Skill development, power skating help to shape AHU’s future
For a multitude of players, mastering skating technique is the core of becoming a successful athlete in the sport of hockey.
It’s not a simple task to do, but the outcome of a proper instruction for ice skills is the foundation of hockey. For the Arizona Hockey Union, the go-to instructor for power skating and skills is ace coordinator and coach-in-chief Kurt Goar.
Goar mentors players by using modern coaching techniques, and says even he is always learning new things as he looks for more ways to improve.
“It’s not fun to work on skill development as a player, but they need it for the future,” Goar said. “When it comes to power skating, discipline, dedication and endurance are important.”
Goar stated that power skating is too technical of a term – a lot of science goes into learning proper technique. From wearing proper fitting skates to knowing proper posture, there are many beneficial aspects that some hockey players aren’t aware of.
“If you can’t master the basics of skating, it’s hard to continue, to go further in the sport,” Goar stated. “Even USA Hockey has information that will really help out a beginner player on the technical side of skating.”
Equipment is one of the starting points for technique. It’s vital for a player to have proper fitting equipment in order to progress in hockey.
After teaching the important of proper fitting attire, Goar focuses on teaching players how to properly glide across the ice and not tire.
“I always tell kids to close their eyes and imagine the bottom of their foot is the blade,” Goar said. “The reality is that if you can’t skate properly, there’s no other skills you can acquire.”
When Goar mentors a new student, he tries to get an understanding of where the student is physically and mentally.
“You want to make sure your child sees eye-to-eye with their skills coach,” Goar stated. “You want your student to be confident and react when they are in front of you – it makes it much easier to teach them.”
He also suggests for his players to try different sports, both individual and team, to be physically diverse.
“Get familiar with your sport, so if it’s hockey, then watch hockey on TV, check out other teams playing, try balance exercises,” Goar said. “Try to familiarize yourself with the game of hockey.”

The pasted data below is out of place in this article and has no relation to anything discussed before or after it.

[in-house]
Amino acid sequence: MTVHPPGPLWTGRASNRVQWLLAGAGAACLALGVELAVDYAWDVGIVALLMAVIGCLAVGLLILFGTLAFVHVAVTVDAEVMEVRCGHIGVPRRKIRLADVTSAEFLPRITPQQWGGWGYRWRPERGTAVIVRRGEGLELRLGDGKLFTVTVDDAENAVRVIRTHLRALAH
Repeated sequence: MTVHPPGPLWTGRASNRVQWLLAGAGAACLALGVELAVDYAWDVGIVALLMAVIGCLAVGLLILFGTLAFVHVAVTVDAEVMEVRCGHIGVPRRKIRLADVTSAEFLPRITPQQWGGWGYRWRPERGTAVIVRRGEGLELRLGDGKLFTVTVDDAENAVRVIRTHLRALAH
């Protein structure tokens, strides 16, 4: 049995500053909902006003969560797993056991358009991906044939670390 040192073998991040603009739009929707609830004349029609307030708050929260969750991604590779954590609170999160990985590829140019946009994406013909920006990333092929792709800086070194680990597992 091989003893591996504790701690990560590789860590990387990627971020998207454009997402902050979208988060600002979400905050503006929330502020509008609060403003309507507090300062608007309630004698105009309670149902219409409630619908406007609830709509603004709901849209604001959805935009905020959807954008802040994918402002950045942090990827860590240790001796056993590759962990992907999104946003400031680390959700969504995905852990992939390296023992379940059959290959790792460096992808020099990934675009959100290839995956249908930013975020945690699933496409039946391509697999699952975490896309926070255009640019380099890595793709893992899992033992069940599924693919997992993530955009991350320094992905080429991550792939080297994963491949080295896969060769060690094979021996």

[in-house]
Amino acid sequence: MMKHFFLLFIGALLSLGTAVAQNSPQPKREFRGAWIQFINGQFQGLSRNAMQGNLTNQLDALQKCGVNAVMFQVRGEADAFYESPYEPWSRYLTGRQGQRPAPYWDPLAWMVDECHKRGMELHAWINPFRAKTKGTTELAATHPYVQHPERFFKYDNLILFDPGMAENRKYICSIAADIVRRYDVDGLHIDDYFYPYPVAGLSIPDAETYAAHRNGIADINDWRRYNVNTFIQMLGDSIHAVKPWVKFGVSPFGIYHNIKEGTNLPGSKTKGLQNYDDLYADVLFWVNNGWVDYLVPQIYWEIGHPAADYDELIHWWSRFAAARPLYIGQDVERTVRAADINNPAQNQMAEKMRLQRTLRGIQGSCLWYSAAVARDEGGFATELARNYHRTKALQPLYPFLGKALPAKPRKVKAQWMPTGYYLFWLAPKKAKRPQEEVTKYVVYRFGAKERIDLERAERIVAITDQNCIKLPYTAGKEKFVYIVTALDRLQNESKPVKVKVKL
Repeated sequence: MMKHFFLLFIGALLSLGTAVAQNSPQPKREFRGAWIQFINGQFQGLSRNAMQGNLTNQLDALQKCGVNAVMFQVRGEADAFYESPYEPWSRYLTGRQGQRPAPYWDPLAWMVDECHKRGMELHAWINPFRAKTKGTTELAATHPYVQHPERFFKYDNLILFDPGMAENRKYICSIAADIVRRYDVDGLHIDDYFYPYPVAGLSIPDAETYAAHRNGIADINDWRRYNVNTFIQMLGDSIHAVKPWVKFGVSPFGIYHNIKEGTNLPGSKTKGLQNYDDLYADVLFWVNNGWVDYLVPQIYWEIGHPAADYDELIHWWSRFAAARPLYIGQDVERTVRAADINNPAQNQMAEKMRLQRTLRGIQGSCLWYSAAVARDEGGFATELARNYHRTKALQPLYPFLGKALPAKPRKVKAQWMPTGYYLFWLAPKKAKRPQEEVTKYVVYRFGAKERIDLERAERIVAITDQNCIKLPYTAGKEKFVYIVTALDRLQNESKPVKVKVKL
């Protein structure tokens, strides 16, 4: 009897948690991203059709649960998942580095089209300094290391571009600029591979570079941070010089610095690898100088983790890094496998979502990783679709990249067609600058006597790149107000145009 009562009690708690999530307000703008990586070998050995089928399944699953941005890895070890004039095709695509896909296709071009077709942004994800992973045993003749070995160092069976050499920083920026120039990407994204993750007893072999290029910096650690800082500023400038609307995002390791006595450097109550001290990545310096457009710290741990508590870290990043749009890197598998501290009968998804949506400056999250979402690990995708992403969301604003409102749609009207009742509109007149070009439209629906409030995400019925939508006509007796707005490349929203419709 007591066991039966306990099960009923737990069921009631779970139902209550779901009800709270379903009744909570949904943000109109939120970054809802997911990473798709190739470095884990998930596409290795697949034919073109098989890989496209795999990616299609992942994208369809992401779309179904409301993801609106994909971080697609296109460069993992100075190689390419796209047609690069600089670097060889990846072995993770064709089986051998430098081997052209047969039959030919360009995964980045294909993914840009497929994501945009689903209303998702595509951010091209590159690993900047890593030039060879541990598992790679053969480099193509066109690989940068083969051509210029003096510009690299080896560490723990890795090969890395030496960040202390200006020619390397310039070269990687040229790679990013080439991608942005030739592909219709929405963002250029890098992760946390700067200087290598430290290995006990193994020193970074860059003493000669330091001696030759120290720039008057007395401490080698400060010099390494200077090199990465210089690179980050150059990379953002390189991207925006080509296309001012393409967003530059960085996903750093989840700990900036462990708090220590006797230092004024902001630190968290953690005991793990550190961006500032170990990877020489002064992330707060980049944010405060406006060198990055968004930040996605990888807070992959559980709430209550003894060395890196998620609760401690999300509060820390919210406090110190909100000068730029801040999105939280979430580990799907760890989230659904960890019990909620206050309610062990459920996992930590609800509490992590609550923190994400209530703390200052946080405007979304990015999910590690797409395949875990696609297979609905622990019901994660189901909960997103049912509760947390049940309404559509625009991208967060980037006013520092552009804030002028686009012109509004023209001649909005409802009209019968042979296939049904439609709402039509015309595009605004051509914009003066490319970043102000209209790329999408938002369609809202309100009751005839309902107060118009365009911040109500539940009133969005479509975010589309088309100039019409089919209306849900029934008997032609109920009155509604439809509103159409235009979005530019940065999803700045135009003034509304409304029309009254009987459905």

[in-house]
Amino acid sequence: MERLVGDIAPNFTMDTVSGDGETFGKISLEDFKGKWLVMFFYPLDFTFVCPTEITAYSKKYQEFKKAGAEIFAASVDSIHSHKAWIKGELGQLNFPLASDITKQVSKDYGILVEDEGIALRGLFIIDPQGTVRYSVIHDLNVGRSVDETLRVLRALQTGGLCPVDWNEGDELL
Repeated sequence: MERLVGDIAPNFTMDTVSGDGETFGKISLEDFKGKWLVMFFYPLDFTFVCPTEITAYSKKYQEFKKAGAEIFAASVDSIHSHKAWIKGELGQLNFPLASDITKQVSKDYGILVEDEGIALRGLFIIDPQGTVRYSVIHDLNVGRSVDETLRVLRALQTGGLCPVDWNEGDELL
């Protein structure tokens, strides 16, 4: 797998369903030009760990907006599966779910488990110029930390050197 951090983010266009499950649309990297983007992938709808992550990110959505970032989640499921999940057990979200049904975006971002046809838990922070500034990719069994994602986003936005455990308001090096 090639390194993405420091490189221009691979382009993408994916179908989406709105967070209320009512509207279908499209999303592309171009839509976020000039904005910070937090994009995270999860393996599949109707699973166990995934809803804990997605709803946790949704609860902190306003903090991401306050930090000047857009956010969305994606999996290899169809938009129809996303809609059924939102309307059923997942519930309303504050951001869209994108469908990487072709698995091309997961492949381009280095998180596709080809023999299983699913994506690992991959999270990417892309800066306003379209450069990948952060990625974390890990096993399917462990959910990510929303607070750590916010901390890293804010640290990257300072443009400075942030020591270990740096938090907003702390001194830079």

Goar compares his skating instructions to those of a figure skater, who can take two strides and be across the ice with minimal effort. Players try to skate as fast as they can, or “running” across the ice, but that only tires them out.
“Hockey coaches used to tell us to skate in a squatting position, but always keep your head up, and I teach that to my players now,” Goar said. “If after five minutes you’re exhausted, then you need more work.”
New generations playing hockey also means new expectations from the athletes.
“Many players and families these days want to learn how to win, and win by a lot,” Goar stated. “It’s the struggle with any sport – not everyone wins. Remember that there may be someone better than you on your team, as well as someone who is not as good as you, but you can strive to be as good as the teammate better than you, and also humble yourself by helping your teammate who is struggling.”
Skill development and power skating is something well worth learning to go far in hockey, and Goar has produced successful players from his program. Al Bloomer, the former USA Hockey coach-in-chief, has acknowledged Goar for his work.
“Kurt is one of the best on-ice coaches I have ever seen,” Bloomer said. “His teams are always well-prepared and very disciplined. We need more coaches like Kurt.”
The Union will offer skills sessions beginning in early April with a six-punch card available for purchase. Punch cards and more information can be found at www.arizonahockeyunion.com.
— Katy Wolpoff